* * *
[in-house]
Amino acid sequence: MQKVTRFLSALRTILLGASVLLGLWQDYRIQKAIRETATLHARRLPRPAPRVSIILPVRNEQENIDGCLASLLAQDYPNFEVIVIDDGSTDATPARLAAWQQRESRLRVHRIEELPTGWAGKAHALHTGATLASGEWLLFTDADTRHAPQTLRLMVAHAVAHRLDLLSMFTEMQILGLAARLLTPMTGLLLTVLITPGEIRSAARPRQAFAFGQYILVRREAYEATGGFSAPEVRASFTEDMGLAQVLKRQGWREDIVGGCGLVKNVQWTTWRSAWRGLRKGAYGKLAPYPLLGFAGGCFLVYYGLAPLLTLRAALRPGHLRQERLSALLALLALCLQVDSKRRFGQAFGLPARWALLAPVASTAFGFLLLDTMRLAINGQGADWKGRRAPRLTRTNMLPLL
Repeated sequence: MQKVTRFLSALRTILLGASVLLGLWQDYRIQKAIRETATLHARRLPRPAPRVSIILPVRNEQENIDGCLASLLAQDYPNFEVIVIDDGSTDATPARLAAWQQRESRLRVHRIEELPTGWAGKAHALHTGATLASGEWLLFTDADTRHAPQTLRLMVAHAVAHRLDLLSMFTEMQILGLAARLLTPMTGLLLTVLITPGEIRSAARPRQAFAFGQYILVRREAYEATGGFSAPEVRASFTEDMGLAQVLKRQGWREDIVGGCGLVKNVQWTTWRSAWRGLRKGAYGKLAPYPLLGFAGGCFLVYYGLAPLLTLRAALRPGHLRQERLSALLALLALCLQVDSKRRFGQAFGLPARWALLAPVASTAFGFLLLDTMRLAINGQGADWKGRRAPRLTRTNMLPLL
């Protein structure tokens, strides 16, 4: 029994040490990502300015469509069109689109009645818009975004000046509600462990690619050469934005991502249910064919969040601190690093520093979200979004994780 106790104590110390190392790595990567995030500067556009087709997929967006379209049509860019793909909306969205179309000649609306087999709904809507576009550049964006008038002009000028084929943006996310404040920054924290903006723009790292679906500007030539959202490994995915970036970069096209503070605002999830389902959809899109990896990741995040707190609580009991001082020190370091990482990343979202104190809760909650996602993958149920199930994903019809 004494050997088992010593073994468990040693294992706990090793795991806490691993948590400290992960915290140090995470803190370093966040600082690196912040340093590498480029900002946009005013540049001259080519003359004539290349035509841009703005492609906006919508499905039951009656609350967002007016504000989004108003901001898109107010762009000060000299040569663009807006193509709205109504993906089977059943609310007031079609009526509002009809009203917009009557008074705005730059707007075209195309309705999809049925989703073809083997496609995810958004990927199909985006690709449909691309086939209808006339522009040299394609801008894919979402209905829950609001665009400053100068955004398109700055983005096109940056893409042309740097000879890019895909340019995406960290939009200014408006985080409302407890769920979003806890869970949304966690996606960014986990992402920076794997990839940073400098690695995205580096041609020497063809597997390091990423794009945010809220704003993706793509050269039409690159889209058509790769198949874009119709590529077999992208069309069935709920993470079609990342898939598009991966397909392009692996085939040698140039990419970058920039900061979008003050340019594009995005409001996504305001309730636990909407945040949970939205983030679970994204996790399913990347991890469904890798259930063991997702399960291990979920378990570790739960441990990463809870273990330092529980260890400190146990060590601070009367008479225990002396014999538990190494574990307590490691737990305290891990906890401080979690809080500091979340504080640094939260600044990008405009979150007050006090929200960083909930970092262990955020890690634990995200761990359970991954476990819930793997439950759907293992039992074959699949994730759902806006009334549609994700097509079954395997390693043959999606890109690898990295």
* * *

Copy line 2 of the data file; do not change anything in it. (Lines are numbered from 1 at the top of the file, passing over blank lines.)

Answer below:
Amino acid sequence: MQKVTRFLSALRTILLGASVLLGLWQDYRIQKAIRETATLHARRLPRPAPRVSIILPVRNEQENIDGCLASLLAQDYPNFEVIVIDDGSTDATPARLAAWQQRESRLRVHRIEELPTGWAGKAHALHTGATLASGEWLLFTDADTRHAPQTLRLMVAHAVAHRLDLLSMFTEMQILGLAARLLTPMTGLLLTVLITPGEIRSAARPRQAFAFGQYILVRREAYEATGGFSAPEVRASFTEDMGLAQVLKRQGWREDIVGGCGLVKNVQWTTWRSAWRGLRKGAYGKLAPYPLLGFAGGCFLVYYGLAPLLTLRAALRPGHLRQERLSALLALLALCLQVDSKRRFGQAFGLPARWALLAPVASTAFGFLLLDTMRLAINGQGADWKGRRAPRLTRTNMLPLL